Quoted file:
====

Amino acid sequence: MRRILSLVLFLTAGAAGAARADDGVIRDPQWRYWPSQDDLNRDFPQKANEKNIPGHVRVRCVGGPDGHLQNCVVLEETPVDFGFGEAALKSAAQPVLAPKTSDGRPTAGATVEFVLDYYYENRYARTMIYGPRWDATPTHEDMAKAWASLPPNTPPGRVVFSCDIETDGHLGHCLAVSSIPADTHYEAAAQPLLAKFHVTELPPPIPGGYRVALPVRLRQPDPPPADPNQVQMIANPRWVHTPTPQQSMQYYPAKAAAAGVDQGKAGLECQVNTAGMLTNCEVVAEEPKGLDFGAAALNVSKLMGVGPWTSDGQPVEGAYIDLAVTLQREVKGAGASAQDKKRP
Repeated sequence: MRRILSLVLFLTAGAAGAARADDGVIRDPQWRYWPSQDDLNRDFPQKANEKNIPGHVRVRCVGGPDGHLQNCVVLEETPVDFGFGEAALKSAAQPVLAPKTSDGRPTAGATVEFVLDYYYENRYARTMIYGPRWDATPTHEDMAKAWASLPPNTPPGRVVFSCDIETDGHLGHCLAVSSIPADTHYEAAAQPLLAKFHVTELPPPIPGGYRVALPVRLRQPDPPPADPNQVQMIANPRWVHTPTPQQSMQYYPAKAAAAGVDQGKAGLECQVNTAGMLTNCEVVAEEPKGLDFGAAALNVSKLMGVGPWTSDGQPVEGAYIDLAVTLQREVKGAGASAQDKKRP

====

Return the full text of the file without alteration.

Amino acid sequence: MRRILSLVLFLTAGAAGAARADDGVIRDPQWRYWPSQDDLNRDFPQKANEKNIPGHVRVRCVGGPDGHLQNCVVLEETPVDFGFGEAALKSAAQPVLAPKTSDGRPTAGATVEFVLDYYYENRYARTMIYGPRWDATPTHEDMAKAWASLPPNTPPGRVVFSCDIETDGHLGHCLAVSSIPADTHYEAAAQPLLAKFHVTELPPPIPGGYRVALPVRLRQPDPPPADPNQVQMIANPRWVHTPTPQQSMQYYPAKAAAAGVDQGKAGLECQVNTAGMLTNCEVVAEEPKGLDFGAAALNVSKLMGVGPWTSDGQPVEGAYIDLAVTLQREVKGAGASAQDKKRP
Repeated sequence: MRRILSLVLFLTAGAAGAARADDGVIRDPQWRYWPSQDDLNRDFPQKANEKNIPGHVRVRCVGGPDGHLQNCVVLEETPVDFGFGEAALKSAAQPVLAPKTSDGRPTAGATVEFVLDYYYENRYARTMIYGPRWDATPTHEDMAKAWASLPPNTPPGRVVFSCDIETDGHLGHCLAVSSIPADTHYEAAAQPLLAKFHVTELPPPIPGGYRVALPVRLRQPDPPPADPNQVQMIANPRWVHTPTPQQSMQYYPAKAAAAGVDQGKAGLECQVNTAGMLTNCEVVAEEPKGLDFGAAALNVSKLMGVGPWTSDGQPVEGAYIDLAVTLQREVKGAGASAQDKKRP